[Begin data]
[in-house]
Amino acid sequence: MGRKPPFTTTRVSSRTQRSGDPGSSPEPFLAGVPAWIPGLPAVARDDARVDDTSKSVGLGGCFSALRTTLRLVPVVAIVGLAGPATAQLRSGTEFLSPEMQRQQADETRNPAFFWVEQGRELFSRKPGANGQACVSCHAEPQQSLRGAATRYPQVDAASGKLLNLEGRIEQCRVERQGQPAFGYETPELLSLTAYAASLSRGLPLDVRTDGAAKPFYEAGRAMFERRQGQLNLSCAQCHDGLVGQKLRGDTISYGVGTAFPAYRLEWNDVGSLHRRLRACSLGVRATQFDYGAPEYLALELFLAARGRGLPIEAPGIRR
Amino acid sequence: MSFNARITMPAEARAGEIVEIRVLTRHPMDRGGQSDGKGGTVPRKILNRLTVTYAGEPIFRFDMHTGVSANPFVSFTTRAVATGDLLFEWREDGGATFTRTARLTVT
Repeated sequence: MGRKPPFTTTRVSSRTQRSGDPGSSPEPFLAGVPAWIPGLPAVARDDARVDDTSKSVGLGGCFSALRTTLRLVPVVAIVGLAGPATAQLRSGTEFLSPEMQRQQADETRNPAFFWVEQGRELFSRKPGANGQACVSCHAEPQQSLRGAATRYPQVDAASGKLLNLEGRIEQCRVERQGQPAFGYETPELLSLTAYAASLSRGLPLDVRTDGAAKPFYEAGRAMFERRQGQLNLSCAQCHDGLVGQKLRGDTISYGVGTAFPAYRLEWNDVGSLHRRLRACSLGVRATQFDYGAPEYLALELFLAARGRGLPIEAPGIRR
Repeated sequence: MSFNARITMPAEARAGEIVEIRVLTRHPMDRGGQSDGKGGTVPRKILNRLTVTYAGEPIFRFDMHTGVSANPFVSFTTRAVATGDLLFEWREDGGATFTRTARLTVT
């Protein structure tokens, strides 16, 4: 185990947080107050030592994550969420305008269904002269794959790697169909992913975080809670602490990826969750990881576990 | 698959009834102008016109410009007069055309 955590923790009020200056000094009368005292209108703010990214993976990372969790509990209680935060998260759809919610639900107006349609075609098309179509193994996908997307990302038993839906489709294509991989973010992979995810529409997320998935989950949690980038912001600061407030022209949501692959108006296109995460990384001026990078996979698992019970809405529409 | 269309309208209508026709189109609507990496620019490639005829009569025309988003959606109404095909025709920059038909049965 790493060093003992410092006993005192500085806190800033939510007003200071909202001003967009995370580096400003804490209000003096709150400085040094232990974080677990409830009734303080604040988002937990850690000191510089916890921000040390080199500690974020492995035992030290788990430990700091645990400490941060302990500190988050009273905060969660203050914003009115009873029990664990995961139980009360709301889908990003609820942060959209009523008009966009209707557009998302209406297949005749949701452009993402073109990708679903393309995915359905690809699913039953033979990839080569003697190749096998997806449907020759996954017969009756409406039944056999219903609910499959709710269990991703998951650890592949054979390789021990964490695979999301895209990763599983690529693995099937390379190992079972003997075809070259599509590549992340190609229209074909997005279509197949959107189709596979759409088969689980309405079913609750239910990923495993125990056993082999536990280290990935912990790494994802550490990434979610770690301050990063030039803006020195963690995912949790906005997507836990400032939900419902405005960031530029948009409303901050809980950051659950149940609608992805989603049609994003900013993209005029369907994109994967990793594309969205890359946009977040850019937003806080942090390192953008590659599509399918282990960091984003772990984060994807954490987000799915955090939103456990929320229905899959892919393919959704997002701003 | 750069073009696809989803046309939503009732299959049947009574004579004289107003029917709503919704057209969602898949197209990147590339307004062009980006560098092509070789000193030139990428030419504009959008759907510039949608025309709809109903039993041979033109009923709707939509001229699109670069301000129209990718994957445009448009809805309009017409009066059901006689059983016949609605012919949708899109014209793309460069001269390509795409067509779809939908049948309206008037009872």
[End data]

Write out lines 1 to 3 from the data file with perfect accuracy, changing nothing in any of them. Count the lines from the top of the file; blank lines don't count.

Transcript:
[in-house]
Amino acid sequence: MGRKPPFTTTRVSSRTQRSGDPGSSPEPFLAGVPAWIPGLPAVARDDARVDDTSKSVGLGGCFSALRTTLRLVPVVAIVGLAGPATAQLRSGTEFLSPEMQRQQADETRNPAFFWVEQGRELFSRKPGANGQACVSCHAEPQQSLRGAATRYPQVDAASGKLLNLEGRIEQCRVERQGQPAFGYETPELLSLTAYAASLSRGLPLDVRTDGAAKPFYEAGRAMFERRQGQLNLSCAQCHDGLVGQKLRGDTISYGVGTAFPAYRLEWNDVGSLHRRLRACSLGVRATQFDYGAPEYLALELFLAARGRGLPIEAPGIRR
Amino acid sequence: MSFNARITMPAEARAGEIVEIRVLTRHPMDRGGQSDGKGGTVPRKILNRLTVTYAGEPIFRFDMHTGVSANPFVSFTTRAVATGDLLFEWREDGGATFTRTARLTVT